In other words, 94 employees in a 1,000-employee workforce that is earning the national average salary of $44,000 are each costing their employers more than $1,100 each year in lost productivity in the form of added healthcare costs, lost work days, and subpar productivity while at work; aka "presenteeism."
Richard Bedrosian, W&P's director of Behavioral Health and Solution Development, says binge eating can afflict anyone, but is three times more common among obese employees (17.8%) than among non-obese employees (5.5%). A separate study from W&P showed that the incidence of binge eating rose in proportion to employees' BMI. "If you look at Class 3 obesity, almost 28% of those people were binge eaters, but not everyone who is obese is a binge eater. Moreover, there are people at normal weight who are binge eaters," he says.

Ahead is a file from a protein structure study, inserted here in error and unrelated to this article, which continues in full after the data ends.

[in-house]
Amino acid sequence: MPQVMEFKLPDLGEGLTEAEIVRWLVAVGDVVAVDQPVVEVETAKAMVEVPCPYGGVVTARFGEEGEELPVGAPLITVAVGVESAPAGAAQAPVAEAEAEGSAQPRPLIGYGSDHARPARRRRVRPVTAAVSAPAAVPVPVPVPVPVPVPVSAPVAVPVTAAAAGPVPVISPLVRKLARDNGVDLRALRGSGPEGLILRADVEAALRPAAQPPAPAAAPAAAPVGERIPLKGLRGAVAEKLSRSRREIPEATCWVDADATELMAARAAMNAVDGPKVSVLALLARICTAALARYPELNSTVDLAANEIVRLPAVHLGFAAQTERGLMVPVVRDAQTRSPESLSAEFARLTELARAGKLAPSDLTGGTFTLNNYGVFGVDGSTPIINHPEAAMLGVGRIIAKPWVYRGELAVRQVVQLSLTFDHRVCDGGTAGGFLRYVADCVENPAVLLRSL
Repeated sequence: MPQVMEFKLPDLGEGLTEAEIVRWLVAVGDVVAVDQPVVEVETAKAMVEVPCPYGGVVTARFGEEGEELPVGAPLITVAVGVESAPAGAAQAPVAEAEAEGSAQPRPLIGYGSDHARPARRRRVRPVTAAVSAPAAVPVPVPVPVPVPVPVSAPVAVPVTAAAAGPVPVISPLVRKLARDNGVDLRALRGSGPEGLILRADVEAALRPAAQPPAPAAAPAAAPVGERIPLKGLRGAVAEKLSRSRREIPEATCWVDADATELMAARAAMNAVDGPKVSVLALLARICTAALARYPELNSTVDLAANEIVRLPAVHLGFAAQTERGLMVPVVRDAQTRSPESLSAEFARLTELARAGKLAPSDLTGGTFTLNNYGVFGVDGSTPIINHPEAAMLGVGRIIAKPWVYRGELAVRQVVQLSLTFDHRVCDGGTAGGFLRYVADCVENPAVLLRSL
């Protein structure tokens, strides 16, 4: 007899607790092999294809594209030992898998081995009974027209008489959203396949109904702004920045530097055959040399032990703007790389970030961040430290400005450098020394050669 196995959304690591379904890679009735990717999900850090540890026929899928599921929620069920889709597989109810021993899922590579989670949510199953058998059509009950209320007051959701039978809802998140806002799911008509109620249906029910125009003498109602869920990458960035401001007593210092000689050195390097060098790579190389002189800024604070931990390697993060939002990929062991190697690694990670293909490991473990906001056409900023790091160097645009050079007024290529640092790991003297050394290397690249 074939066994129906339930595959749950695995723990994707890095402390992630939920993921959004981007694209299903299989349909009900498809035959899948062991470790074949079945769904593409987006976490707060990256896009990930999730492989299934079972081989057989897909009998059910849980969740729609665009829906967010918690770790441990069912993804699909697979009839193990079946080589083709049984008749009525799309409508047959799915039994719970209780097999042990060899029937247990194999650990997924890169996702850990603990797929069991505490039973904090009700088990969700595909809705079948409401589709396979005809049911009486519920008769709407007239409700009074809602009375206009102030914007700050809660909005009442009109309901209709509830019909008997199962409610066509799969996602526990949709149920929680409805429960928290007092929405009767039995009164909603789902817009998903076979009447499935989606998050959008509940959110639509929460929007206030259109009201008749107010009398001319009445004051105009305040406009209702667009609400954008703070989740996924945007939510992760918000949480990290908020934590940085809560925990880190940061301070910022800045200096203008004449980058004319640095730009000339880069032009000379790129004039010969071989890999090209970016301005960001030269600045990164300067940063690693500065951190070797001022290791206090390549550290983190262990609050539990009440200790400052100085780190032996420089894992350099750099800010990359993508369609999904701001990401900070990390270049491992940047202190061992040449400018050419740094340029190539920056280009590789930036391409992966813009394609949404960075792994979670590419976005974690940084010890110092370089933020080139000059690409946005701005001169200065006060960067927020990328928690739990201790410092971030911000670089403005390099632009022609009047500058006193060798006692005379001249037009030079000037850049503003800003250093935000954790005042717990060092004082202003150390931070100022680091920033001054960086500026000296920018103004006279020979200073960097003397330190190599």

Binge eating is a disorder that closely resembles an addiction, but Bedrosian says, it is complicated. "That is not settled, whether that is literally an addiction the way someone is addicted to a drug," he says. "But the behavior resembles what [addicted] people would do. Let's take a non-physical addiction, someone with a gambling problem. That would be similar because people use any kind of compulsive behavior to manage negative emotions."
"The biggest difference in terms of the recovery is if you have an alcohol problem the solution is you simply stop drinking," he says. "The person who is trying to recover from binge eating has to develop a better relationship with food, because obviously they cannot stop eating."